Shaitaan movie review: Is it worth watching?

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“Shaitaan” is a compelling supernatural thriller that will have you on the edge of your seat throughout some spine-tingling scenes. This timeless story examines the never-ending conflict between good and evil, showing a man as the personification of evil and a family as the model of righteousness. Step inside the foreboding world of Shaitaan and set off on an investigation into the murky sides of black magic. This adaptation is based on the Gujarati horror movie Vash (2023). Janki Bodiwala plays the same role that she did in the previous event.


The adolescent daughter is curiously controlled by a stranger that the family allows into their farmhouse. She obeys all of his strange, and perhaps fatal, commands. Can this desperate family beat the stranger’s devious game, and what terrible secret does he harbour?

Madhavan plays the evil character brilliantly, executing every heinous act with precision. As a parent who is both helpless and driven, Ajay Devgn gives a strong performance. Jyotika also maintains her strength. Janki Bodiwala deserves praise for her perfect portrayal of the young girl under a crafty spell. She flawlessly and simultaneously tears, laughs, dances, and acts on cue. The son, Anngad Raaj, also does well.

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Excellent work by Vikas Bahl, the director

A good supernatural thriller usually has suspense and dread as its main selling points to captivate the reader. Though it forgoes jump scares for an eerie encounter, it’s still a job well done. Director Vikas Bahl has done a great job with Shaitaan in that regard.

The film introduces the viewer to Kabir’s (Ajay Devgn) happy family, which consists of his geeky son Dhruv (Anngad Raaj), teenage daughter Jahnavi (Janki Bodiwala), and wife Jyoti (Jyotika). The arrival of Vanraj Kashyap (R. Madhavan), a stranger, in their lives soon causes them to feel uneasy in the movie. Unexpectedly, he takes total control of Jahnavi, to the point where she complies with his every directive. As Vanraj’s instructions grow more terrible and deadly for Jahnavi and her family, uneasiness quickly gives way to fear. What drives Vanraj, what makes him so powerful, and whether or not the family will be able to get away from his pain are all revealed in the next parts of the story.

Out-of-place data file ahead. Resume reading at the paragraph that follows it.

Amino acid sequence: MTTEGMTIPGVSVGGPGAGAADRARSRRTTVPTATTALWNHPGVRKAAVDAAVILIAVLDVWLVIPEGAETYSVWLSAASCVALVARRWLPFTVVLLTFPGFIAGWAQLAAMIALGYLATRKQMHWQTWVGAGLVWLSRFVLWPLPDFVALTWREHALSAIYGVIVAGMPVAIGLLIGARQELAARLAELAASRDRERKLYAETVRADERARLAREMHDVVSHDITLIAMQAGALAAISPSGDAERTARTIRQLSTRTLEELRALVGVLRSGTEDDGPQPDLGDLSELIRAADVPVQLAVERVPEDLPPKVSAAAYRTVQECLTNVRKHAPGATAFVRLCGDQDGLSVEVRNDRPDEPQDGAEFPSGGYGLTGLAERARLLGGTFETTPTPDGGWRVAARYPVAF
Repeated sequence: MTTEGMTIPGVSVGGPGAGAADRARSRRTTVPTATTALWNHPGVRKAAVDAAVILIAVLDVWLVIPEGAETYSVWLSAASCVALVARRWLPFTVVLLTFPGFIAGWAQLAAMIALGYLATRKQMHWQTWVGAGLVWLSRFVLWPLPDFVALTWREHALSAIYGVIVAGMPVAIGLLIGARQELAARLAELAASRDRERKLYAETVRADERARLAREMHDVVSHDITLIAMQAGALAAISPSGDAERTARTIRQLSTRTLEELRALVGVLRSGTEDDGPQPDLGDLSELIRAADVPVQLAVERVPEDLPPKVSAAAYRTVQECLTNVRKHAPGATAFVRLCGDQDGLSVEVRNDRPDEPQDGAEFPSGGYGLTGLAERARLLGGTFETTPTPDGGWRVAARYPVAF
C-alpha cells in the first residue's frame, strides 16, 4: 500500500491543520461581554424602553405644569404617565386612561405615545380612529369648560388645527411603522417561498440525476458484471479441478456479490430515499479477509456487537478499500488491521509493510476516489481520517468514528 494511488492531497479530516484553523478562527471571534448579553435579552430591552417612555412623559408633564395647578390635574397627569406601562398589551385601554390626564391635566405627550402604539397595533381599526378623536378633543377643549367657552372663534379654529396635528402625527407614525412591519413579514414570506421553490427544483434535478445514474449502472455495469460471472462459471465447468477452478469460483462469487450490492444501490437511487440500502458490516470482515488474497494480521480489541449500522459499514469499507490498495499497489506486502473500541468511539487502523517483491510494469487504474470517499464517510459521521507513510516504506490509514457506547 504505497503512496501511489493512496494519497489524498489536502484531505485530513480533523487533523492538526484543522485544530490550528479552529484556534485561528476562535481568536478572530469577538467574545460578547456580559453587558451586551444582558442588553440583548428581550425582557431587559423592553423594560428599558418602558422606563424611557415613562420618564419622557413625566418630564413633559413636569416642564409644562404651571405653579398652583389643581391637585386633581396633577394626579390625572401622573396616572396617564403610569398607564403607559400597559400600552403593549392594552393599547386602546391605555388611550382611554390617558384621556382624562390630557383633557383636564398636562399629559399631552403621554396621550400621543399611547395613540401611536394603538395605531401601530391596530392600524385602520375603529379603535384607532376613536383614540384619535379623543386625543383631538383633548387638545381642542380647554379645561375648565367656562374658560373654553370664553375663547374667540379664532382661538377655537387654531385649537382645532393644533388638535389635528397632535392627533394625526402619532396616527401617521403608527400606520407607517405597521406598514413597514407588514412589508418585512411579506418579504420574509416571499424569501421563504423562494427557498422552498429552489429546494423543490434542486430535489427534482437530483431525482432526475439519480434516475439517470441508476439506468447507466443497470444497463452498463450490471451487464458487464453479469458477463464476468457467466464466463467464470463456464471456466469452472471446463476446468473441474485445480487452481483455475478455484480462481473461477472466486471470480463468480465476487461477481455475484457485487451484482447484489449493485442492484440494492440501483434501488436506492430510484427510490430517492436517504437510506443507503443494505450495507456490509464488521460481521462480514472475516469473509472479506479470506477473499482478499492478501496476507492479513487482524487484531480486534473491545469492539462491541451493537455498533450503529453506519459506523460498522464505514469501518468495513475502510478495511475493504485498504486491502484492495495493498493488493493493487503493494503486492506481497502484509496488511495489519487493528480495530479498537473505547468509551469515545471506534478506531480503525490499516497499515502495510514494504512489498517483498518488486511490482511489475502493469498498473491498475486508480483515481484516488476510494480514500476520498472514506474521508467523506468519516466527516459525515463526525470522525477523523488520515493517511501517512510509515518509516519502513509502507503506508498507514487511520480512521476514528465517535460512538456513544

The best part

Shaitaan’s atmosphere is what makes it so appealing, especially when no computer generated imagery is used. It primarily depends on the antagonist’s evil plans and tricks, which give you a queasy feeling. The film, which has no common horror clichés, is written by Aamir Keeyan Khan and Krishnadev Yagnik. But it does touch on the age-old conflict between science and the supernatural as well as human crudity, which reduces humans to the same level as evil powers.

Although the second half of the film becomes a little repetitive, the story has a steady pace, and the acting keeps the viewer interested for the most part. Even if there isn’t much tension, the buildup is unsettling. The soundtrack by Amit Trivedi contributes to the aura of darkness and dread that cinematographer Sudhakar Reddy Yakkanti masterfully creates. It is definitely a worth-watching movie.

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